it exists and no, it will not cause a global pandemic (for now)

Whoever began to discover the universe of ‘The Last of Us’thanks to the new series of HBO Maxyou may have heard the word for the first time Cordyceps. In the video game and in the series, it is a fungus that grows inside the human body and causes a global pandemic, turning everyone it attacks into a zombie.

The truth is that the Cordyceps exists and can grow inside an organism… but it is practically impossible for it to do so inside a human being. At laSexta, we have spoken with Javier Diéguez-Uribeondo, a CSIC researcher at the Royal Botanical Garden and PhD in Mycology from the University of Uppsala, Sweden, with extensive experience in pathogenic fungi at the University of California, who answers all the questions that there may be around this fungus.

“He Cordyceps It is a fungus that is part of a group called the Ascomycetes, which are dispersed by spores. He Cordyceps includes entomopathogenic species, that is, they colonize insects. By colonizing them, they control their behavior and produce fruiting bodies (mushrooms) on their body”, defines the researcher.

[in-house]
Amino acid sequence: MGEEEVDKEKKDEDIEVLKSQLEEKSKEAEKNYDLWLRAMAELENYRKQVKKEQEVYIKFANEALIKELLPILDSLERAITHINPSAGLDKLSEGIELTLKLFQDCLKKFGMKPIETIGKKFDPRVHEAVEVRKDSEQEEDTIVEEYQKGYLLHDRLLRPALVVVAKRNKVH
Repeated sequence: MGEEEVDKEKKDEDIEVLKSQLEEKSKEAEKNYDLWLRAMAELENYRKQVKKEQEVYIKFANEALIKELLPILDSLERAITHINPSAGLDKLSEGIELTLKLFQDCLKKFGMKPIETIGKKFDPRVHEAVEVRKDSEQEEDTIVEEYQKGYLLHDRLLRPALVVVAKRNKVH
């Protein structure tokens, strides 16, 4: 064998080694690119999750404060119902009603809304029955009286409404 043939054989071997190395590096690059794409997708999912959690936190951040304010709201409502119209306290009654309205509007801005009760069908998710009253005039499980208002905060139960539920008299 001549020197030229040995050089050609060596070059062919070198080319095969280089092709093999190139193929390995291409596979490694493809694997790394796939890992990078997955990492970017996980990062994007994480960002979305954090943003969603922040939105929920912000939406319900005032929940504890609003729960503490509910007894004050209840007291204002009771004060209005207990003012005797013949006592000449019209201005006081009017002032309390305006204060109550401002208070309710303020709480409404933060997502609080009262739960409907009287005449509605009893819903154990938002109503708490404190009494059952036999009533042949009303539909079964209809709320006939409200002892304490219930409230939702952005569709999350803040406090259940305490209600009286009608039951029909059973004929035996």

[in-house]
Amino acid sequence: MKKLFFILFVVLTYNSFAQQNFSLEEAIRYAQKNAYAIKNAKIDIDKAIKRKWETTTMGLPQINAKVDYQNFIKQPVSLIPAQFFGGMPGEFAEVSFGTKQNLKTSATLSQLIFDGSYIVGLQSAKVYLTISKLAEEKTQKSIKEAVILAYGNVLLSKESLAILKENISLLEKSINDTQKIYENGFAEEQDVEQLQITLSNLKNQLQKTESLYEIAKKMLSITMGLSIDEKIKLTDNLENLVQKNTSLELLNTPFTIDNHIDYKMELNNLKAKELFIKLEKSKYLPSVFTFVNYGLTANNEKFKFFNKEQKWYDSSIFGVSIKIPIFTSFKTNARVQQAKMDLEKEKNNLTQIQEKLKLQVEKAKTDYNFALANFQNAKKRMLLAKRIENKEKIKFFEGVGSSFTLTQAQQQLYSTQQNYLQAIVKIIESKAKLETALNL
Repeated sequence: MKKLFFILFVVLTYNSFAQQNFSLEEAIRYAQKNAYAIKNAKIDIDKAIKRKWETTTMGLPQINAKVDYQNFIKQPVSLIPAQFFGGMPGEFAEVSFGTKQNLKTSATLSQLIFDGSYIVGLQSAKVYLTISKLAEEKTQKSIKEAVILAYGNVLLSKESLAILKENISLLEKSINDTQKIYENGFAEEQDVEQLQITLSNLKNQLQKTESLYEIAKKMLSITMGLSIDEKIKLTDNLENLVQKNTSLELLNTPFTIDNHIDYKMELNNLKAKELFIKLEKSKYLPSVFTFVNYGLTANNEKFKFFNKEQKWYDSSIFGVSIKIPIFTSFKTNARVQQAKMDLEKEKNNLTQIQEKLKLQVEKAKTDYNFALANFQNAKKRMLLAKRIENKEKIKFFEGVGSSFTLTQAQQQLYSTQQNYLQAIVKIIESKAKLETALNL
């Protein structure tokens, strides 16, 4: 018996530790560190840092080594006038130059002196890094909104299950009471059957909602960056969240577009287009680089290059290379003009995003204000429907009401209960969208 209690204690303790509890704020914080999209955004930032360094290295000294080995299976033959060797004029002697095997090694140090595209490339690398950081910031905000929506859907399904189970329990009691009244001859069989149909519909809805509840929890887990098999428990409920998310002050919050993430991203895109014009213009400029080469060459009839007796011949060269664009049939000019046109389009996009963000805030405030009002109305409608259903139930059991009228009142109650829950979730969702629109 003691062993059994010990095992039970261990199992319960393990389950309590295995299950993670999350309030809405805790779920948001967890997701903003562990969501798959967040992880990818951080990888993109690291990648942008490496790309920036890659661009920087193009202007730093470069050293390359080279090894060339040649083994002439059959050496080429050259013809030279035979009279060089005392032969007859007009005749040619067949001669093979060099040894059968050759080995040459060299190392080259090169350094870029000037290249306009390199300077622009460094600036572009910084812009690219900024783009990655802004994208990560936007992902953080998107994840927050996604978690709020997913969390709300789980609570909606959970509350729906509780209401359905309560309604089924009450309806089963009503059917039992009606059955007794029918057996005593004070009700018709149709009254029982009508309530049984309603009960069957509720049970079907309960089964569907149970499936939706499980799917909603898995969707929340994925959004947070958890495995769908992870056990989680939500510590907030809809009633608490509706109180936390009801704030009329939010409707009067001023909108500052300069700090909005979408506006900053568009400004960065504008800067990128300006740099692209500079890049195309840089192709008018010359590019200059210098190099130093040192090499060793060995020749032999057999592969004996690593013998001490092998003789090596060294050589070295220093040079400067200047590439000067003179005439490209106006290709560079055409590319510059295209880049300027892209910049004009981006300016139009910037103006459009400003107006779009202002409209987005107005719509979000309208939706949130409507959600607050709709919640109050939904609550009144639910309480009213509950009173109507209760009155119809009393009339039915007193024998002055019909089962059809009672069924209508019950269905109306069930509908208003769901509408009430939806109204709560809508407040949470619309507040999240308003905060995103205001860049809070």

With the clear definition, the question seems obvious: is there a real danger that, as told in the series, human beings become zombies because of the Cordyceps? “For this fungus, no“, clarifies Diéguez-Uribeondo, neither humans nor other mammals. Of course, the series assesses the possibility that a group of fungi can colonize us with the conditioning of climate change, and this is very possible.